Chapter 14. Traveling Farther with Ruby
If you're one of those developers who has never ventured outside the world of shrink-wrapped software, you've probably never heard of Ruby, the programming language I introduced in Chapter 13, "Traveling with Ruby on Rails," not the gem. As I noted in the last chapter Ruby, the language, is an object-oriented language that was created by Yukihiro Matsumoto of Japan and released into the wild in 1995. Ruby has many advantages over other programming languages that fill the same niche.
The first of these advantages is that Ruby is interpreted instead of compiled. On the surface, this might sound like a disadvantage, but it really isn't. Because I'm currently running only Windows XP, at times there has been a binary version of a program that only works on another operating system, such as Linux. However, with a scripted language such as Ruby, as long as I've installed it, I am good to go. Now all I need is to find a Ruby version of Hunt the Wumpus, and I'm all set.
Like Godzilla, it has expanded beyond its humble roots as a glimmer in its creator's eye to become something of a cult phenomenon. Oh, I mean cult in the good senseno chanting or wearing funny clothes like those strange people who get dressed up to go to Renaissance festivals.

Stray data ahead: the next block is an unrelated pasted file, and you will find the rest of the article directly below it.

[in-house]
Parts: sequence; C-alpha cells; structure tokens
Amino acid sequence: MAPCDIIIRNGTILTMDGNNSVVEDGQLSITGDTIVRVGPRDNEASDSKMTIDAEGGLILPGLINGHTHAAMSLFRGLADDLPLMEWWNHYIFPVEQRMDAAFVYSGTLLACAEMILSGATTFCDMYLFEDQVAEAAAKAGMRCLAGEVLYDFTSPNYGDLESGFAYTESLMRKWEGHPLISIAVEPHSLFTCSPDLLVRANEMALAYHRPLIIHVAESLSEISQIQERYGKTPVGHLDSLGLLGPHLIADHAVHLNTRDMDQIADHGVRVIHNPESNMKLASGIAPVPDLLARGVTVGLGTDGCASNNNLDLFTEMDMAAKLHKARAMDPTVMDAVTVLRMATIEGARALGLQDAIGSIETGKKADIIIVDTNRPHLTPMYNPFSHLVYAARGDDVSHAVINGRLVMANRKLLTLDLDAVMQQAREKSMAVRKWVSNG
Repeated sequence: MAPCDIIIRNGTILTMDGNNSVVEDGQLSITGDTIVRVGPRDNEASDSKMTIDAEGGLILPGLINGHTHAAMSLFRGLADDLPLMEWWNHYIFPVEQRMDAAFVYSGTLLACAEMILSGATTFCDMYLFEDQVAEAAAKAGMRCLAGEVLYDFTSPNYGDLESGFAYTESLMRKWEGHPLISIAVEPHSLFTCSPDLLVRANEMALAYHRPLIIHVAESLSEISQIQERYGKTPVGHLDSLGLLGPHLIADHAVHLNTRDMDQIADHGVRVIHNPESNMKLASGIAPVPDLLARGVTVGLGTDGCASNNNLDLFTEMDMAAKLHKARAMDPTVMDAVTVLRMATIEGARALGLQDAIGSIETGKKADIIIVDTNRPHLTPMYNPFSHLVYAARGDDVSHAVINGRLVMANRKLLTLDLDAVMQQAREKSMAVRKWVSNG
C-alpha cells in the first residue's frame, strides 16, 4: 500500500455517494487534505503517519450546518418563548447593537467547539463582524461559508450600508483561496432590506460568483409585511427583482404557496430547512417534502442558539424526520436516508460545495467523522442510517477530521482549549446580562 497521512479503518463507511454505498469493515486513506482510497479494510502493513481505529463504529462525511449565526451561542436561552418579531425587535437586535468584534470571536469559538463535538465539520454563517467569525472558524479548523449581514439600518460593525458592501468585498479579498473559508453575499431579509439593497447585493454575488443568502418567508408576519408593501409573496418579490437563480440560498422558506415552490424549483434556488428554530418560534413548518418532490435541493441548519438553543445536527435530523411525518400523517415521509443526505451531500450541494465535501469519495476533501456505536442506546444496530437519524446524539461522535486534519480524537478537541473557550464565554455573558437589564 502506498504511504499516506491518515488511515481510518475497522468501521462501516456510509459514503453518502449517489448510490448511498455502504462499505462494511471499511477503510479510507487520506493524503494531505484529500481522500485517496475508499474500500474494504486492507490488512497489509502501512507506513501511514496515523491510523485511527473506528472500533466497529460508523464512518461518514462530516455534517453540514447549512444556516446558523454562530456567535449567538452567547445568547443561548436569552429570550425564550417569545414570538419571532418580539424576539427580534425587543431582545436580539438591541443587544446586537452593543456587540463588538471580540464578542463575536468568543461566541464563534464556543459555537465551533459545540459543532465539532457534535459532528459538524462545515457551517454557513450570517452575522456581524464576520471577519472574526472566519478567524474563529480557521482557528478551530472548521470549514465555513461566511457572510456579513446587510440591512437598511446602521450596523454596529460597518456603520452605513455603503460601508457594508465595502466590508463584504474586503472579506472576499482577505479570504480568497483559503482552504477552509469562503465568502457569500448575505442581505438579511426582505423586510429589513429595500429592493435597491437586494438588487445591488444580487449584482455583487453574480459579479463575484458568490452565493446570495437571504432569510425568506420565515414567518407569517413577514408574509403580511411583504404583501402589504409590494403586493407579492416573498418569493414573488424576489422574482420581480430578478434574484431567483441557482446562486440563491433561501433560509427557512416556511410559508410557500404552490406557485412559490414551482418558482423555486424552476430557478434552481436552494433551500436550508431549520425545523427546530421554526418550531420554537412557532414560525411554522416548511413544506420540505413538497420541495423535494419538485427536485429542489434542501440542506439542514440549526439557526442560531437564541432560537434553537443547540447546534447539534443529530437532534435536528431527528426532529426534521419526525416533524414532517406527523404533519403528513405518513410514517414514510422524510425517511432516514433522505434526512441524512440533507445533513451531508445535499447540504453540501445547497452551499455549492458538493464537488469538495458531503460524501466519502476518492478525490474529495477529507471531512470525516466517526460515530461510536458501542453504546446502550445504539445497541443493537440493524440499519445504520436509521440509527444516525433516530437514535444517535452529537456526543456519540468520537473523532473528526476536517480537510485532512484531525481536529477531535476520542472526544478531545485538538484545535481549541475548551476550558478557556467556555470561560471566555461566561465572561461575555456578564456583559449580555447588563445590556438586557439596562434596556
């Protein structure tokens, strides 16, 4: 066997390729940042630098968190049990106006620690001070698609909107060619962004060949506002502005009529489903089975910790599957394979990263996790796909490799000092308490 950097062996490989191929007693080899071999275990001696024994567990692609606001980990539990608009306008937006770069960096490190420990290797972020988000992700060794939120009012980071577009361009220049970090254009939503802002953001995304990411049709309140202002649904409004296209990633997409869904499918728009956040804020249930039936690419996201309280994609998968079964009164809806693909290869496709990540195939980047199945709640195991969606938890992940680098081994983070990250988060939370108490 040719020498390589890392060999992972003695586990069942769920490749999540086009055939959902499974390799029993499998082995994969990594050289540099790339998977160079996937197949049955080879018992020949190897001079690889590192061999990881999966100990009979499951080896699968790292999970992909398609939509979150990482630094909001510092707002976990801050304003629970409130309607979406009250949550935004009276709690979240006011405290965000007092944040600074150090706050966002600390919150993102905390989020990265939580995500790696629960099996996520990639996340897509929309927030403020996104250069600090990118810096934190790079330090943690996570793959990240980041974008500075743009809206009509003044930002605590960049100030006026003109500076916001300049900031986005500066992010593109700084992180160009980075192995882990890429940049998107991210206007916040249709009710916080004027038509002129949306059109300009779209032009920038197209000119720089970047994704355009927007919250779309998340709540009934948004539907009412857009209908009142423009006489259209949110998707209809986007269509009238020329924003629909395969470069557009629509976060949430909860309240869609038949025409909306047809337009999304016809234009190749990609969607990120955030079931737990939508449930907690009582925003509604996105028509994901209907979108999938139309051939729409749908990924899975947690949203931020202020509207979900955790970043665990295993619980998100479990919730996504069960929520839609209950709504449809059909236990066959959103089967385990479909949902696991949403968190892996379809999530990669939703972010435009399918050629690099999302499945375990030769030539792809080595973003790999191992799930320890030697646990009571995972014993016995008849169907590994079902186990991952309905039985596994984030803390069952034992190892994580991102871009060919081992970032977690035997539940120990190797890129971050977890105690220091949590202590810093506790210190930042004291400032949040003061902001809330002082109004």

Seriously, Ruby is an object-oriented language that has capabilities and features that today's fast-paced development environment needs. And did I mention that Ruby is open source? Yes, when you get past the cost of the hardware, all that's required is the cost of an Internet connection and the time that it takes to download and install. I'd do the math for you, but fractions are not really my strong suit.
Instead, you can take a closer look at Ruby's data types while I take off the sword belt. Because there are unwritten rules that grapefruit must be served in halves and all introductions to programming languages must start with data types, we start there.
There is that word again, Ajax. You knew that it would pop up again somewhere. There is, however, a minor difference; basically, we take a quick look at the generated code to see how it works. I don't know about you, but I've always paid attention to the man behind the curtain.